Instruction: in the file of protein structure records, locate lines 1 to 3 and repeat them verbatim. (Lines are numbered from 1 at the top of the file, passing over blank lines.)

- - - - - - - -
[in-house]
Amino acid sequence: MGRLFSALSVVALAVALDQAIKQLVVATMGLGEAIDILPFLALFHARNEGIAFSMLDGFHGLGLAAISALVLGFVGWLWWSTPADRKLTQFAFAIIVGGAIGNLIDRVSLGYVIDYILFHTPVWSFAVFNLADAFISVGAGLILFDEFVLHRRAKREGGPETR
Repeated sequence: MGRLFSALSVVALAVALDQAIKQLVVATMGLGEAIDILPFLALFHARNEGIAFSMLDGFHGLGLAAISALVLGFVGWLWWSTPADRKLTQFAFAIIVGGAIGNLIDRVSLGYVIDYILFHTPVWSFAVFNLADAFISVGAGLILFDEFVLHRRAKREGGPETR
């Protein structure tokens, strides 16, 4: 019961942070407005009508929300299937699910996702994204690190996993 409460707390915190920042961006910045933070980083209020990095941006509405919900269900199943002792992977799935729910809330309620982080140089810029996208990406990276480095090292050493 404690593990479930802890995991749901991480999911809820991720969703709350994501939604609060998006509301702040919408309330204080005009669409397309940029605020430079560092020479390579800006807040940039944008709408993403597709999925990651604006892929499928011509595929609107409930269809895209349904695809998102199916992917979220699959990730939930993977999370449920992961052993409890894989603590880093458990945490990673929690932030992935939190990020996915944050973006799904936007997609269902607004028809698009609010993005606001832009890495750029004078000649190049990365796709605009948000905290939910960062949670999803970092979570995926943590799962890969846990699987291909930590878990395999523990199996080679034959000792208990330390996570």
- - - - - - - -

[in-house]
Amino acid sequence: MGRLFSALSVVALAVALDQAIKQLVVATMGLGEAIDILPFLALFHARNEGIAFSMLDGFHGLGLAAISALVLGFVGWLWWSTPADRKLTQFAFAIIVGGAIGNLIDRVSLGYVIDYILFHTPVWSFAVFNLADAFISVGAGLILFDEFVLHRRAKREGGPETR
Repeated sequence: MGRLFSALSVVALAVALDQAIKQLVVATMGLGEAIDILPFLALFHARNEGIAFSMLDGFHGLGLAAISALVLGFVGWLWWSTPADRKLTQFAFAIIVGGAIGNLIDRVSLGYVIDYILFHTPVWSFAVFNLADAFISVGAGLILFDEFVLHRRAKREGGPETR